I am one of nine children. My dad and his parents owned a dry-cleaning business during my early years. They closed it when I was a pre-teen, and my dad began working as an electrician for the electric company in Peoria. My mom worked as a housewife and mother.

Raising nine children wasn’t easy. We “handed down” more than clothing. Bicycles, baseball gloves, roller skates that fit over tennis shoes . . . pretty much everything we had, we passed down the line because my family’s budget didn’t allow for many extras.

I learned at an early age about prioritizing. My parents constantly developed ways to stretch my dad’s paycheck and separated the “needs” from the “wants.” They did an amazing job. As a teen, I remember reading an article about poverty. My family’s income, combined with its size, put us at the poverty level; however, I never considered my family poor. We didn’t have many new toys or designer clothes, but few of our friends did, either. Nevertheless, we didn’t feel deprived by any stretch of the imagination. Our joy wasn’t found in things. It was found in spending every free minute outside with our neighbors bike riding, skating, and playing games on the playground at the public school in our neighborhood.

I’m sure many of our state legislators had similar backgrounds (maybe not as many brothers and sisters but tight budgets and a set of priorities). They need to recall those times when they convene January 11 for the 82nd Texas Legislative Session.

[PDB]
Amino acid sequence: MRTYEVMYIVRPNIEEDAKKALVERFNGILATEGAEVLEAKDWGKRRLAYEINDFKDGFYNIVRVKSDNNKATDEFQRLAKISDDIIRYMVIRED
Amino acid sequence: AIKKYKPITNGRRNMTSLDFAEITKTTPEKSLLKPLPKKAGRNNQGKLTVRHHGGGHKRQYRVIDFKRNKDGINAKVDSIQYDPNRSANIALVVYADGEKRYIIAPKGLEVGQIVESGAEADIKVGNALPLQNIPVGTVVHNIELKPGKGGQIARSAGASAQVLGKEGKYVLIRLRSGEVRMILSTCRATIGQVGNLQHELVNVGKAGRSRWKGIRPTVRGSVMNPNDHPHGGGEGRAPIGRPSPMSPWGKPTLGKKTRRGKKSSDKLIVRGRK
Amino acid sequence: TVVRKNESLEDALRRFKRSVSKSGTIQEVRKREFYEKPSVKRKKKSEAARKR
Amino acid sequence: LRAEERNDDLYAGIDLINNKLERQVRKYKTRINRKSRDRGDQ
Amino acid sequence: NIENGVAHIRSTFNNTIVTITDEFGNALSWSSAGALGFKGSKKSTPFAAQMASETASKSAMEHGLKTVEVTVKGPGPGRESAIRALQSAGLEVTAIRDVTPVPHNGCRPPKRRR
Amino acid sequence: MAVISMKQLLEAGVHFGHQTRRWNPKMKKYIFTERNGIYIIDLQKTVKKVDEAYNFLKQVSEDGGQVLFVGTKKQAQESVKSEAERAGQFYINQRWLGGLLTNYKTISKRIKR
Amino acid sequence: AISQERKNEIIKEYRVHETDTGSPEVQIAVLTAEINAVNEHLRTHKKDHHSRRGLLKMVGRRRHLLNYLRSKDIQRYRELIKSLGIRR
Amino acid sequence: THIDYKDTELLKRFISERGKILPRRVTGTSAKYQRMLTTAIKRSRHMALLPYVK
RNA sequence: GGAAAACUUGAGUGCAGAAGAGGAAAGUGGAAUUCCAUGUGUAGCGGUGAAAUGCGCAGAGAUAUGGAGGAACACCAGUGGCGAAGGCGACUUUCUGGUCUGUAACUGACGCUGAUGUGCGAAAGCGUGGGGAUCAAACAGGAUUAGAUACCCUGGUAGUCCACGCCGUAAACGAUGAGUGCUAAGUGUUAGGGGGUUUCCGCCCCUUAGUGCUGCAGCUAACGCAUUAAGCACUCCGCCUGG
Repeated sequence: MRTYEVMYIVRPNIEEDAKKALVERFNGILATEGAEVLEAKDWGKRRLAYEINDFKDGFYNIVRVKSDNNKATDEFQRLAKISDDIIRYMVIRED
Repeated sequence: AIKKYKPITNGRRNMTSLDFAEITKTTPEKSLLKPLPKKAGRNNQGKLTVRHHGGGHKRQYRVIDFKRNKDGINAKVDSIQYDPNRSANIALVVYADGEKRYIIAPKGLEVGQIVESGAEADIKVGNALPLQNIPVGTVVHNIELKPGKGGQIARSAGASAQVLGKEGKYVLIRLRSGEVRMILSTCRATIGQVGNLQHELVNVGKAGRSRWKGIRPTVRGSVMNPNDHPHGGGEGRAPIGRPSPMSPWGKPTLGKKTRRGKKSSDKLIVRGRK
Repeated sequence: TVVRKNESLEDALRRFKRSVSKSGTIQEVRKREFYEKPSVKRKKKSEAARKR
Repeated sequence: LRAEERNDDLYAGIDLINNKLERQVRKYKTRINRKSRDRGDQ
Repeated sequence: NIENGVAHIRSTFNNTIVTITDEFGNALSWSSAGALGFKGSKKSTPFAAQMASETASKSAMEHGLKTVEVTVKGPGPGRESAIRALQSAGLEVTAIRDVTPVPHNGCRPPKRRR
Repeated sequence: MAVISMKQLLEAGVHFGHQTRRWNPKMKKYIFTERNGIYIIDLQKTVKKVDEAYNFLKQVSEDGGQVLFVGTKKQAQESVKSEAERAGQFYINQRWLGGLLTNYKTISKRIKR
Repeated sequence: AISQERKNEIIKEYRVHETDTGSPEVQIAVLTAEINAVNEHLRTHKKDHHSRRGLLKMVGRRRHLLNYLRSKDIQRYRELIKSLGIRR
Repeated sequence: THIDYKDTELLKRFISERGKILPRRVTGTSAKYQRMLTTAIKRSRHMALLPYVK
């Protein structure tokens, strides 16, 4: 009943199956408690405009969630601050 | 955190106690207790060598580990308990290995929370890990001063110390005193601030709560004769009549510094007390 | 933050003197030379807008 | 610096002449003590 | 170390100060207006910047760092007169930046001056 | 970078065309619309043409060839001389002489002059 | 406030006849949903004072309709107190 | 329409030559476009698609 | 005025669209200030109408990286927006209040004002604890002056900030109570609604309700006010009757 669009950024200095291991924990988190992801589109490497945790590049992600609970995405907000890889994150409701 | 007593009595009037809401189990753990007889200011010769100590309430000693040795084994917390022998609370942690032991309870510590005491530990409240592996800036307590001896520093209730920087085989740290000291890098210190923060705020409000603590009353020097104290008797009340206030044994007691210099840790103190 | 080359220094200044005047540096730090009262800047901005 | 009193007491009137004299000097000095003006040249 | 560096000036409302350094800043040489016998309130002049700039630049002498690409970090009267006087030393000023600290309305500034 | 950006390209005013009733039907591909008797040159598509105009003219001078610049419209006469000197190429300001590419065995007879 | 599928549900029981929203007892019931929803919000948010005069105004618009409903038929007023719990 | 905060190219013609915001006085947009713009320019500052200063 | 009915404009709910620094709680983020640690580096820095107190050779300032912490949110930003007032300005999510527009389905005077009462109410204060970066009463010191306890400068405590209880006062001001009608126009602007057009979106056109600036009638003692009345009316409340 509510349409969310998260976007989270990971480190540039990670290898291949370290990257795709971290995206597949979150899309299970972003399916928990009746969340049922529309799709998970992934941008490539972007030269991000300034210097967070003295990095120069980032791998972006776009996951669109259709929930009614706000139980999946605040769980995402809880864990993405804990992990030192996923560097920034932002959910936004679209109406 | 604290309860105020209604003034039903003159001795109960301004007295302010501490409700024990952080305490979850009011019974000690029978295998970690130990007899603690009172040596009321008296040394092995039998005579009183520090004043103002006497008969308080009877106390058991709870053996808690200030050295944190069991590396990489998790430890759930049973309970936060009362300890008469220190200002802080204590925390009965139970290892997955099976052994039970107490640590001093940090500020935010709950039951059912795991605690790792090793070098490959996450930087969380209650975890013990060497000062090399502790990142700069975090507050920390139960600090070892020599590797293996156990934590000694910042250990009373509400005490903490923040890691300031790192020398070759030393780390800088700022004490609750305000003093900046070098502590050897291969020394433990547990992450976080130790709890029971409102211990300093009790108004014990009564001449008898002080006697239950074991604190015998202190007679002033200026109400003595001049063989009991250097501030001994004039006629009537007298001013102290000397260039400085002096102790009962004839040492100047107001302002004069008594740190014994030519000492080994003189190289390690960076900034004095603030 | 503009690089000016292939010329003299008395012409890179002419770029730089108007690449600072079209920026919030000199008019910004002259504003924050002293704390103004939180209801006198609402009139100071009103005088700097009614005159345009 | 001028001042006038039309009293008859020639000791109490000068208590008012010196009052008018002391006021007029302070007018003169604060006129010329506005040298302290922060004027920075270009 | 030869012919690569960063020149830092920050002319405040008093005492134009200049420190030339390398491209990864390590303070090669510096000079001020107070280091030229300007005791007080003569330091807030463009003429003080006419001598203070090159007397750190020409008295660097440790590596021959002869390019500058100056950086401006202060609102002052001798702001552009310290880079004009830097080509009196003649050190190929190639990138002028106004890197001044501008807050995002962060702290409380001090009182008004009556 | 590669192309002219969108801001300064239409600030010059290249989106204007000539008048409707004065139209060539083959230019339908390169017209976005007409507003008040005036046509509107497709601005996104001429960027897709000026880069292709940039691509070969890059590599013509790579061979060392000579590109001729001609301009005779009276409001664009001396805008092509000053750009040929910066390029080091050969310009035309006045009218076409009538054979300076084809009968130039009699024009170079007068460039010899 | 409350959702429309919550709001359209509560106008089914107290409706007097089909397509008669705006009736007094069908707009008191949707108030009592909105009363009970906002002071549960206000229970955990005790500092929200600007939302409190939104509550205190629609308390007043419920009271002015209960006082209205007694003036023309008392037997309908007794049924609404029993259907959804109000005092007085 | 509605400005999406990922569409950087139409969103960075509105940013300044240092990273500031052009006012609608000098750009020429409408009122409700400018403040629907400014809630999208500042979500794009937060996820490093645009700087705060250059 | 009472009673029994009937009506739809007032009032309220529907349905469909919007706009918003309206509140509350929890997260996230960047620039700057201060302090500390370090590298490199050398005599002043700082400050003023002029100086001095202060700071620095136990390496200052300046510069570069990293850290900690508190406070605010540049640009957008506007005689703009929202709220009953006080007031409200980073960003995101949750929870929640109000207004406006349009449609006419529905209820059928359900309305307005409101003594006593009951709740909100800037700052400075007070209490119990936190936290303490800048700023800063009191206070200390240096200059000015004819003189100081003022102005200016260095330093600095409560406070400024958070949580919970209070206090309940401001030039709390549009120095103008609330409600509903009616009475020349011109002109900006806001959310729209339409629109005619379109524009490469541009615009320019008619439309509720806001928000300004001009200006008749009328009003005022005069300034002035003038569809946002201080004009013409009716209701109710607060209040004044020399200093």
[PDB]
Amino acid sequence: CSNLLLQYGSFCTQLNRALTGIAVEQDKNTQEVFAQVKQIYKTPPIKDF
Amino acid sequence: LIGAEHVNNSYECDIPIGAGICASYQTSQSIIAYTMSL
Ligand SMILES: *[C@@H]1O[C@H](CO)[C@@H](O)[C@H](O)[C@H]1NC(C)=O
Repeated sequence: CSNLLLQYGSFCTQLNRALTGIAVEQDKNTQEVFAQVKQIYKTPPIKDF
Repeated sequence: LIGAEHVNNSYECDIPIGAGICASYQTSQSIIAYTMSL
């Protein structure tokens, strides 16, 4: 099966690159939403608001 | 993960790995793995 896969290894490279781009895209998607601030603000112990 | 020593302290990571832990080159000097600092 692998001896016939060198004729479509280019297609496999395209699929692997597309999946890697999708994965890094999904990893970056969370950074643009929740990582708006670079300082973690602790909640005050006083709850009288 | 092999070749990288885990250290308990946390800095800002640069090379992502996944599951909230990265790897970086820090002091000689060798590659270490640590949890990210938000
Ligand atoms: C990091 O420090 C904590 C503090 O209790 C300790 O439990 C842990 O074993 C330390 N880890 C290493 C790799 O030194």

The doom-and-gloom scenario has already begun taking shape within our school districts: estimated budget shortfall of $20-$30 billion, 5-15 percent cuts in school district budgets, more lay-offs. We’ve also heard and read stories about this legislature planning to increase the student-teacher ratio at the elementary level. Again, one word comes to mind: priorities.

Nowhere in these discussions have I heard, “This is what’s best for students.” If you’ve never done so before, read the landmark STAR (Student/Teacher Achievement Ratio) report. It was a four-year longitudinal study on class size, funded by the Tennessee General Assembly and conducted by the state’s Department of Education. According to the STAR website (http://www.heros-inc.org/star.htm), 7,000 students in 79 schools were randomly assigned into small (13-17 students), regular (22-25 students) or regular-with-aide (22-25 students with a full-time teacher’s aide) classes. The assignments were given as the students entered kindergarten and continued through third grade.

The bottom line is that “students placed in small class sizes in grades K-3 have better high school graduation rates and higher grade point averages and are more inclined to pursue higher education. There are those today who say class size doesn’t make a difference. Educators know better. We know that when children are our priority, smaller class sizes are a given.

There is much more to this study and to this debate on class size, teacher lay-offs and school district budget cuts. We all need to get involved by talking to our legislators now. We can’t sit back and hope it doesn’t happen.

I urge all of our state legislators to place pictures of your districts’ schoolchildren in front of you as the decisions about education begin. As you consider funding “wants,” remember these children are our “needs,” now and in the future. They are our priority.

NOTE: To follow the 82nd Texas Legislature, check in often at www.capitol.state.tx.us

Chris Ardis is in her 27th year of teaching, 26 of those with McAllen ISD. Visit her website at www.chrisardis.com for education news and to read articles by McAllen Mayor Richard Cortez, Shelley Bryant, Edna Posada, and Lorena Castillo